Dry Curing Bacon

Dry Cure is simple to concoct, here is the basic recipe:

½ lb /225 grams of Kosher Salt

½ lb /225 grams of Granulated or caster Sugar

2 oz/ 50 grams of Pink salt (Mongolian Salt) all mixed together

First get yourself some Belly Pork, one piece, the weight is up to you, we usually buy a full belly and get the butcher to bone and cut it into 3 pieces. It's readily available in the supermarket too, but if you buy from a butcher, you can discuss its provenance.

Next, you can decide if you want to just lay the piece of the meat in a tray on top of half an inch of the salt mix, then fully cover the meat with the salt mix. Alternatively, you can massage a couple of hands full of the salt mix into the meat and enclose it in a zip bag. The former makes dry cured bacon the latter Pancetta. We usually make Pancetta, but which ever you chose, it needs to go in the fridge for 7 days (turning every day) if you are going for bacon you will notice the liquid coming out of the bacon, therefore once a day, you need to gently pour that off, then add more salt. For Pancetta, you leave the meat sitting in the bag and just turn it (fig 1).

After about 7 days you will notice the colour of the meat has darkened and the texture will have firmed up. (If it has not, then leave a couple more days) After the time in the salt or in the bag, the meat needs to be washed off and dried thoroughly (fig 2). We then cold smoke our bacon in the smoker seen at figure 3, but you don't need to, you can go straight to the oven if you wish.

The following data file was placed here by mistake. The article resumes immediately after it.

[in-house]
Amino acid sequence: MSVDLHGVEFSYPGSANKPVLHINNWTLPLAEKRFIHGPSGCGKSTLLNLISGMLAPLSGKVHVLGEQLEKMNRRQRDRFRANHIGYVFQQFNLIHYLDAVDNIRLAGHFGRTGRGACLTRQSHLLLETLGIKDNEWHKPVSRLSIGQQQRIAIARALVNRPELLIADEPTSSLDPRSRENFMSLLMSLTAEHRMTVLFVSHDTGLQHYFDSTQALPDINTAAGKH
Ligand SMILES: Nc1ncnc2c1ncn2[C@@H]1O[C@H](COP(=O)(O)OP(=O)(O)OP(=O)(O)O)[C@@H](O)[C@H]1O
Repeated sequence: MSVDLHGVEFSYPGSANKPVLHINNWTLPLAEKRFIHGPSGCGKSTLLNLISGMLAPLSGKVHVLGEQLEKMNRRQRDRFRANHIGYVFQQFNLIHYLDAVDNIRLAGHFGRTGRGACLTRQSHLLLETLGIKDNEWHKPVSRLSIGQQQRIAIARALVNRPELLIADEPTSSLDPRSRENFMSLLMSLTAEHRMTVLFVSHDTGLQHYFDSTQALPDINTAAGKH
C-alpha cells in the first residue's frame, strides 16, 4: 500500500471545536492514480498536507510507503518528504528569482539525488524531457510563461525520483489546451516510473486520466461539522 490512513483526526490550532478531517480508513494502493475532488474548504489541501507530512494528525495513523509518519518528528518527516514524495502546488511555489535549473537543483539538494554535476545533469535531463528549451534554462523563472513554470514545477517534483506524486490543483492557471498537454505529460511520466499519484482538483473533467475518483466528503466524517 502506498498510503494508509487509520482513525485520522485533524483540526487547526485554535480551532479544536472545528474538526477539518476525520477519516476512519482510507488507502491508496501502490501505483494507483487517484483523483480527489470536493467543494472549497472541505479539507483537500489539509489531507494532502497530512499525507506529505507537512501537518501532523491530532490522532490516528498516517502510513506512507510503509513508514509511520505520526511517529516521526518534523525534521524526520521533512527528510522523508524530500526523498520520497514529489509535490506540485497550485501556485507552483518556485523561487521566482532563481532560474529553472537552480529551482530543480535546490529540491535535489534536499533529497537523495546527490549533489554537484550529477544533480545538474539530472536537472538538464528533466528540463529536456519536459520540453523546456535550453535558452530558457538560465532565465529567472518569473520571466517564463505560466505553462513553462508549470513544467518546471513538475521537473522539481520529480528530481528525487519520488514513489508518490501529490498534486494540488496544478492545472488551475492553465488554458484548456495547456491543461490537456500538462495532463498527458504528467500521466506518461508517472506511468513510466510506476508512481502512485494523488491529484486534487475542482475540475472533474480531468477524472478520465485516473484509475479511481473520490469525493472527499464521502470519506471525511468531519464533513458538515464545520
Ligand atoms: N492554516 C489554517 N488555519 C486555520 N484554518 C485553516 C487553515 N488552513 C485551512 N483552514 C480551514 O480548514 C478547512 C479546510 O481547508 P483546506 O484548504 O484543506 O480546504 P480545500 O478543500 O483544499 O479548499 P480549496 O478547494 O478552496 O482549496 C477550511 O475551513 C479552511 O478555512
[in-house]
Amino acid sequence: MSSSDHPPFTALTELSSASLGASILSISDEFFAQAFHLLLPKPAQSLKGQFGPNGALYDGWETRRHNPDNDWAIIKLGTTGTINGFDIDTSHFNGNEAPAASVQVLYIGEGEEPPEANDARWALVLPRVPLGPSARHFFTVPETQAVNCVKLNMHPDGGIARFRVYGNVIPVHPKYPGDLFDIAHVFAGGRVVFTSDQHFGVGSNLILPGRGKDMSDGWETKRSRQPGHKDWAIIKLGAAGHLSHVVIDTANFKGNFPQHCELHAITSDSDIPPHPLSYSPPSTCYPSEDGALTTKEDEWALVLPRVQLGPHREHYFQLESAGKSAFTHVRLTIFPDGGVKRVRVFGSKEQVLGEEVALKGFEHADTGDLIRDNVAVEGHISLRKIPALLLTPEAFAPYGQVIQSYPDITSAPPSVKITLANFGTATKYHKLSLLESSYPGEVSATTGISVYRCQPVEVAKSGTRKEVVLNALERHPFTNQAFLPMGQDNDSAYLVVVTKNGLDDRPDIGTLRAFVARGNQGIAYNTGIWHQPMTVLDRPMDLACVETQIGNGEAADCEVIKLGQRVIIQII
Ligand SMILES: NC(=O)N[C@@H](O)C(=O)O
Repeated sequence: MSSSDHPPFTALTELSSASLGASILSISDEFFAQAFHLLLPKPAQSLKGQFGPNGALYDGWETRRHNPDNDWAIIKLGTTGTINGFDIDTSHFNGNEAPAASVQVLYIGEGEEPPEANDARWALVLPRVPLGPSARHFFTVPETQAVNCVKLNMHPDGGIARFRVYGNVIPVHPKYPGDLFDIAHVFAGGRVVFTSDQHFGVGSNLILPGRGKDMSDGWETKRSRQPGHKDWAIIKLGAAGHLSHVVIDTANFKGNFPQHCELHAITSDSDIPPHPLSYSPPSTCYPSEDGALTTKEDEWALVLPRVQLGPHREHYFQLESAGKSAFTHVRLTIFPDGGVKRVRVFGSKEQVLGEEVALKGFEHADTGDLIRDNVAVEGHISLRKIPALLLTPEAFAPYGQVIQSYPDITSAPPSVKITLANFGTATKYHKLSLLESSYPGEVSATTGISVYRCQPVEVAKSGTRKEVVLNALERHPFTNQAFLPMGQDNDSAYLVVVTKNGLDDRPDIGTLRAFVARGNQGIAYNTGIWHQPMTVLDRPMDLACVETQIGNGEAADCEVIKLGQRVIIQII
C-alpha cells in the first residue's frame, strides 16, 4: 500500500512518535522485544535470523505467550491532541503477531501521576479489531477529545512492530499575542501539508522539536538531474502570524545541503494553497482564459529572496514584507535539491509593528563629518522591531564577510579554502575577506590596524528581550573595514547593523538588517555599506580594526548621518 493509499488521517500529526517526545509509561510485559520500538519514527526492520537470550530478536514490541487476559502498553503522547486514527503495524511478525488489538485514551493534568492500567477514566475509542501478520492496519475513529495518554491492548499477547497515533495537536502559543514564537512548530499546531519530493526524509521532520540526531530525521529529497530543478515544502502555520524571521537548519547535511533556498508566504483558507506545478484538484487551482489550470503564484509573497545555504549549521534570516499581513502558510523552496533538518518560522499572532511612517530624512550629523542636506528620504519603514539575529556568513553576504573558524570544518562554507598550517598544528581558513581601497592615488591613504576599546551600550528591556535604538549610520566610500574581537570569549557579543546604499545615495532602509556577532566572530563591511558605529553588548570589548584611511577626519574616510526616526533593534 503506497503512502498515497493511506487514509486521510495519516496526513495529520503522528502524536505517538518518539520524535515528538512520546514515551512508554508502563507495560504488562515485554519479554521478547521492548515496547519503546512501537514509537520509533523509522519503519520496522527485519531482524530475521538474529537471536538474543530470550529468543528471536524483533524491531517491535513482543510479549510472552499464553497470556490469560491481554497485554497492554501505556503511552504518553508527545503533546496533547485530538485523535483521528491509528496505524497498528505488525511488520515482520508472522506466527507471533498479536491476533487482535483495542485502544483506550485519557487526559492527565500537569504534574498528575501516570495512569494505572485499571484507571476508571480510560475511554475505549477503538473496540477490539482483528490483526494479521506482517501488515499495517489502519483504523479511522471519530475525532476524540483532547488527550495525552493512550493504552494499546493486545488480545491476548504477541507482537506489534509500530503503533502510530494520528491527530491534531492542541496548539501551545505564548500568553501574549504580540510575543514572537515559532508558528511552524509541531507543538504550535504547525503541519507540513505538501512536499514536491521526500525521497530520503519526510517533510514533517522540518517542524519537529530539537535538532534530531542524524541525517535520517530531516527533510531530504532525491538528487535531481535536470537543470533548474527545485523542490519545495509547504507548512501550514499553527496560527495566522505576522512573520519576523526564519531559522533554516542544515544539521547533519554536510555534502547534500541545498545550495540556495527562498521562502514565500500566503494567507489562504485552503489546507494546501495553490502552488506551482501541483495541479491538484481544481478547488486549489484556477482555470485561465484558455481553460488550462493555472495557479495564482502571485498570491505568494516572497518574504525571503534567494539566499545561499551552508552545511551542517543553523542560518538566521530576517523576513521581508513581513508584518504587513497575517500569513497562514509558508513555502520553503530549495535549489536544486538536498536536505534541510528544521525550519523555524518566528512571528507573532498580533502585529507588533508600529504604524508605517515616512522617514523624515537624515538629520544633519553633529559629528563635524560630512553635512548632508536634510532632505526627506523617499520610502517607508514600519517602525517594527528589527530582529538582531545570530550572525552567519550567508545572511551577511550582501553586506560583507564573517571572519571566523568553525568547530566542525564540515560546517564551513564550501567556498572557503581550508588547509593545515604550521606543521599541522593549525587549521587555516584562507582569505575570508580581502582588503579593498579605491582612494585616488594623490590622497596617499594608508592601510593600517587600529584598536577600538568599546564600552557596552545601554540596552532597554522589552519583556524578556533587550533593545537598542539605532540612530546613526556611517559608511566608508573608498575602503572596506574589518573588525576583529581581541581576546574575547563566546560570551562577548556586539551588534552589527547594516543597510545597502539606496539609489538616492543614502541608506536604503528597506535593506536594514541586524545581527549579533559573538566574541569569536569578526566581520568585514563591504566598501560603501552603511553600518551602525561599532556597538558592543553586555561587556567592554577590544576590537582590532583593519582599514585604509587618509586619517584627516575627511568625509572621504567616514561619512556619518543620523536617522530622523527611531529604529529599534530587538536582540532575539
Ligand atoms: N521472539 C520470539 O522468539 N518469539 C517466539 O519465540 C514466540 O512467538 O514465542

If you have a smoker, there are various wood chips that can be purchased, however they must be hard wood, we use Apple.

Sometimes the chips need a little help to get the smoulder started; we use a blowtorch for this (fig 4). The strength of flavour comes from the type of wood you use and the length of time you keep the bacon in, for us, it's usually about 3 hours.(fig 5) (If you were hot smoking this would be different).

After smoking, we put the meat into the oven at 200°F 90°C, until the centre of the pork is 150°F or 65°C, at which time you can remove from the oven, cut off the skin or Rind (fig 6 & 7) then let it cool down, wrap and place in the fridge.

The Bacon should keep for one to two weeks in the fridge and it should look like Figure 8 when sliced and be delicious.

With practice you will be able to slice fairly thinly, however the best advice I can give for slicing is use a sharp knife.

Of course you can tweak the mix for your dry cure, you can use Demerara Sugar instead of granulated or caster, you can also add  herbs, crushed juniper berries, ground pepper, chopped Bay leaves,  all of this is to taste; as long as you keep the basic ½ and ½ mix of salt and sugar. You can wash off the pork with water, Malt Vinegar, you can dress the Pork with Honey, Maple Syrup, all of these things are ancillary to the basic process.

bacon fig1   bacon fig2

Figure 1               Figure 2

 

bacon fig3   bacon fig4

Figure 3               Figure 4

 

 bacon fig5   bacon fig6

Figure 5               Figure 6

 

bacon fig7   bacon fig8

Figure 7                Figure 8